The size of a park to be developed for recreation must be compatible with the use. Larger areas are required for passive recreation that will include activities such as hiking, horseback riding, and biking. Smaller sized parks may be appropriate for developed recreational facilities integrated with natural habitats. Small urban parks may be provided with playgrounds and other active recreation facilities.

5. Water access:
Water access provides many possible amenities for recreation and scenic enjoyment. A river can provide a greenway for trails, non-motorized boating, and fishing. Lakes and other waterways may provide other water sports that may be practicable while maintaining the quality of the natural environment.

6. Aesthetic views and vistas:
Significant and especially unique and beautiful views and vistas should be maintained. A scenic overlook of a natural, historical or expansive landscape is valuable.

7. Passive recreation:
Passive recreation is best suited for natural and environmentally sensitive lands. Great care should be taken in selecting the appropriate recreational development.

8. Active recreation:
Active recreation should be limited to lands that can sustain the impact of recreational development in a way that assures the maintenance of the natural environment.

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Historical and Cultural Lands:
The preservation of cultural and historical sites are essential in the preservation of our community's and country's history.

1. Relationship to natural and undeveloped open space:
The preservation of a historical site must also include the preservation of open space and the natural environment. This will enhance the preservation of the natural environment as well as the historical preservation.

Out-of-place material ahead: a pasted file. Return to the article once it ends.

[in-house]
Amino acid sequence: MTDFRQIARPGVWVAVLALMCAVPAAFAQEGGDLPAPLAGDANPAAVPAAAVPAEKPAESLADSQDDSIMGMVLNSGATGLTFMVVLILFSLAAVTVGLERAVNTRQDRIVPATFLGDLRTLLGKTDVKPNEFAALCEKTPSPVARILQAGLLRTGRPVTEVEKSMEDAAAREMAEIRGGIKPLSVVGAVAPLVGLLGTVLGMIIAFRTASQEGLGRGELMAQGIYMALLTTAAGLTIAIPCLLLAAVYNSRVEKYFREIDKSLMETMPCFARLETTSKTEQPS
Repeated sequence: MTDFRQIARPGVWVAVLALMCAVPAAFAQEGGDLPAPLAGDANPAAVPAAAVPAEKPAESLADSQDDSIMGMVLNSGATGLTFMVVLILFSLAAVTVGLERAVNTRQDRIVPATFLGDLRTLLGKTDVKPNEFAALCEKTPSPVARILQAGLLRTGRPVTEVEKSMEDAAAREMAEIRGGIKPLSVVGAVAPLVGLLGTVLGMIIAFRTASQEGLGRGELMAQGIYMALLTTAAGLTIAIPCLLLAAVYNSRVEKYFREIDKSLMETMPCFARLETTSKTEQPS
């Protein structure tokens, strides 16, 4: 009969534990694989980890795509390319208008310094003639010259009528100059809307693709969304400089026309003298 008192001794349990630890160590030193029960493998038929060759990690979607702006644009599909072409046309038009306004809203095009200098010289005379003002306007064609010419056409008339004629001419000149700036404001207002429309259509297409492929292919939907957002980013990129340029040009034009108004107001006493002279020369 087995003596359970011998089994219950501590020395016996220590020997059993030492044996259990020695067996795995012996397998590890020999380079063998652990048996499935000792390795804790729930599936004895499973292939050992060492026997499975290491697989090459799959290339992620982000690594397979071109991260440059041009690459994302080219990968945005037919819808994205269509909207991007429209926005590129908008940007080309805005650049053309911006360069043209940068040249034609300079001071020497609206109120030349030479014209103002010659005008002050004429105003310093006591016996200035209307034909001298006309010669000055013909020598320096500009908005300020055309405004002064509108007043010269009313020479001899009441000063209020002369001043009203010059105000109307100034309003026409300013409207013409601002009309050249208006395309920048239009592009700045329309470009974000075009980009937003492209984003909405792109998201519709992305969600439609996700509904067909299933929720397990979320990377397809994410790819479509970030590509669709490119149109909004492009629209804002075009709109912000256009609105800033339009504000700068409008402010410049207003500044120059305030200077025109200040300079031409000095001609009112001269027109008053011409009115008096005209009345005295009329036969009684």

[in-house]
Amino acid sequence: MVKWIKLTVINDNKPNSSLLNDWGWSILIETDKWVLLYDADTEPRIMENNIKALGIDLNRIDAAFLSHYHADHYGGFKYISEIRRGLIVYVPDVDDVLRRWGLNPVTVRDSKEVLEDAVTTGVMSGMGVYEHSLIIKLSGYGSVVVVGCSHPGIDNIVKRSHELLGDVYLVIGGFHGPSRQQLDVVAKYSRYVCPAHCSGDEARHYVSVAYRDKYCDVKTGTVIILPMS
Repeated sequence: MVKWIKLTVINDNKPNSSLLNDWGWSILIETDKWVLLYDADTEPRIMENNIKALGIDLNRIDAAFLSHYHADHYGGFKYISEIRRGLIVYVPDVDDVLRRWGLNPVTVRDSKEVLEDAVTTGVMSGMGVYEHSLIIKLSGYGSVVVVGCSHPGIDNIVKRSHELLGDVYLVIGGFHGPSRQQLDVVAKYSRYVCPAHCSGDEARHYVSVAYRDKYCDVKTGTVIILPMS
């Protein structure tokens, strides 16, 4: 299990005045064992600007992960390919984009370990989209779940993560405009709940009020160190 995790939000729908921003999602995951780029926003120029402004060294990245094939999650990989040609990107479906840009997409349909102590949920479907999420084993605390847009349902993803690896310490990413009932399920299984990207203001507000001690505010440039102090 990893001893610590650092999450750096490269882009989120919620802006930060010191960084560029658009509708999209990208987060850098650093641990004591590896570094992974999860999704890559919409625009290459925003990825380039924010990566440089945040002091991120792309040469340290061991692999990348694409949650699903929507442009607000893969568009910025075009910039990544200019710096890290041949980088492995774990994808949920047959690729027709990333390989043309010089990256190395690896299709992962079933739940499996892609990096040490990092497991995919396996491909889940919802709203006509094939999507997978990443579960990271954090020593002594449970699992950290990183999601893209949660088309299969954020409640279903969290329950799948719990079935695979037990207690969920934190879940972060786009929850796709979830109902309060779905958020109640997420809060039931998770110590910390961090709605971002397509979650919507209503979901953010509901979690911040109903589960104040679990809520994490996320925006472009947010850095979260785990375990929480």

2. Historical significance and value:
Historical and cultural sites are educational and important reminders of our heritage and our past. Preservation of historically significant landscapes must be provided.

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Farmland Preservation:
 It is the intent of the Open Space Plan to include significant preservation of the county's farmland.

1. Relationship to natural and undeveloped open space:
As with all other preserved open space, farmland needs to coexist with and help maintain the preservation of the natural environment. Farmland with associated natural open space preserves our heritage of land use in Mercer County.

2. Mercer County Agricultural Development Board Criteria:
Farmland preservation projects will be based upon the established Agricultural Development Areas (ADA) developed by the County Agricultural Development Board, with priorities given to farmland with significant associated natural open space. The Open Space Preservation Board has included in this plan the established ADA criteria (appendix A) and will work directly with the Agricultural Development Board for all farmland preservation acquisitions.

3. State Agriculture Development Committee Criteria:
Farmland will also reflect the criteria and policies set forth by the State Agriculture Development Committee.

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Administration and Acquisition:
The following procedural concerns needs to be addressed for each open space acquisition.

1. Development pressure: